I hope that they're all fairly self explanatory. I'm hoping to use the fake blocks in some clever ways to allow players to reach certain areas quicker or out of order. The coins currently have no real purpose. I'm considering adding a shop similar to 'Hollow Knight', where the player could buy items to aid them during the game.

You may have noticed some dotted lines in the level-edit view. These represent the boundaries of the game's camera. The idea is based off a similar system found in 'Super Mario Maker 2', by placing a wall of blocks across the screen, you are able to stop the camera from panning past it. I really like this from a level design perspective, as it provides a nice 'end' to a section. My implementation is based on rectangles defined in the level, the camera is able to freely move around these areas, trying to keep the player in the center of the screen. It is also possible to overlap these boundaries. When the player is inside of an overlapped area, the camera will try to conform to the most appropriate region. This can be seen in the GIF above. I designed it so that when it transitions between areas we never show anything outside of the regions. This should hopefully mean that the player will never see anything that they're not suppose to, and also means I don't have to fill these areas with extra blocks.

And that's some of the work I've done so far! I'm really looking forward to properly working on the game itself in 2020.
I hope everyone has a great Christmas and a fantastic new year!
« Last Edit: December 24, 2019, 10:09:02 AM by Robo_Chiz » Logged

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« Reply #4 on: December 25, 2019, 05:55:22 PM »

this looks like the makings for a great videogame if you need assistance, please reach out to Me, signed, youres truely.


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« Reply #5 on: May 05, 2020, 09:28:59 AM »

Milestone #1 - Engine Revamp
Hello again! Coffee

It's been just over 4 months since my last post and you may be interested to see how far the game has come in that time. It's a bit of a mixed bag. Gameplay wise, very little has changed. I've instead spent most of my time behind the scenes implementing new systems in my engine. I'd like to look at a few of them today.

Post Processing!
One of the first changes I implemented this year was a post processing or screen effects pipeline. Originally I had set up a basic system which took the final game render (at the Game-boy resolution of 160 by 144 pixels) and scaled it up to fit the size of the game's window.This was accomplished with some render buffers inside of OpenGL, and rendering a quad with a generic shader.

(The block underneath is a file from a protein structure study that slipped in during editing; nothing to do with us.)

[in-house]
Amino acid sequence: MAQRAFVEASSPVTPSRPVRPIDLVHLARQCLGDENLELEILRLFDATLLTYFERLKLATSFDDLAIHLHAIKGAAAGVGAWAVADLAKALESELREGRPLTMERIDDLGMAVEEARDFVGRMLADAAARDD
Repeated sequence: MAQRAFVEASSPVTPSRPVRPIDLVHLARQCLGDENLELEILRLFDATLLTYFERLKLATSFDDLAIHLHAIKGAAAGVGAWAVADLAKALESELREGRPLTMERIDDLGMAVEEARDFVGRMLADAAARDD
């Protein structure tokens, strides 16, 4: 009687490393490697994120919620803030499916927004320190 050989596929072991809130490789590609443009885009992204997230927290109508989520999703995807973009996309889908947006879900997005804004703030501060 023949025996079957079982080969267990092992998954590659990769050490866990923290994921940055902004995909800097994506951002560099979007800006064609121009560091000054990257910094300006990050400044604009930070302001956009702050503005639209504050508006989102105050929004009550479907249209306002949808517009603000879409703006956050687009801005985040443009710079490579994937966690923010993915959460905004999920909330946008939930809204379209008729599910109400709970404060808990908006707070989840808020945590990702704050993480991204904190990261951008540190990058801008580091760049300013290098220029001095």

The new system builds upon this allowing multiple shaders to be passed over the render before it is presented in the final window. It might not be initially obvious where this is used. When loading into a level, I now perform a fun little screen transition. It appears as if light is entering the level spreading from top to bottom. This is accomplished using the gradient texture shown below, as well as a bit of shader trickery.

My new shader is aware of my 4 colour pallete, and has stored the colours in order of brightness. When it receives the final render, it re-colours each pixel based on a texture provided to it. If the sampled colour from the texture is white, then no change is made. As the colour approaches black, the shader swaps each colour for a darker one. When the sampled colour is black, then all colours will be shown as the darkest shade. By moving the texture over time, we get this fun little effect which is effective for introducing levels.

You may also of noticed that the fade works in all four directions. As well as going to darker shades, it is possible to do the reverse. Such as the example below, where we start on the brightest shade and return to normal.

XML Parsing!
The other main change (and one that has taken up most of my time) is the introduction / streamlining of an XML parsing system. I was originally using this as a way of storing level data. Each XML contained a list of resources, and entities (game objects) for a scene. Each Entity has a list of components (game code) that are associated with it. I decided it would be useful for development for me to pass data into components from my level XML. So for example, I could change the player's spawn position, and test the game without having to rebuild my code. I implemented a basic version of this where each components had access to their respective chunk of XML, and would have a unique method to parse it. This would work perfectly fine, however I quickly realised that it didn't scale particularly well and I would end up having to write hundreds of unique parsers that were would only perform simple actions such as converting strings to floats.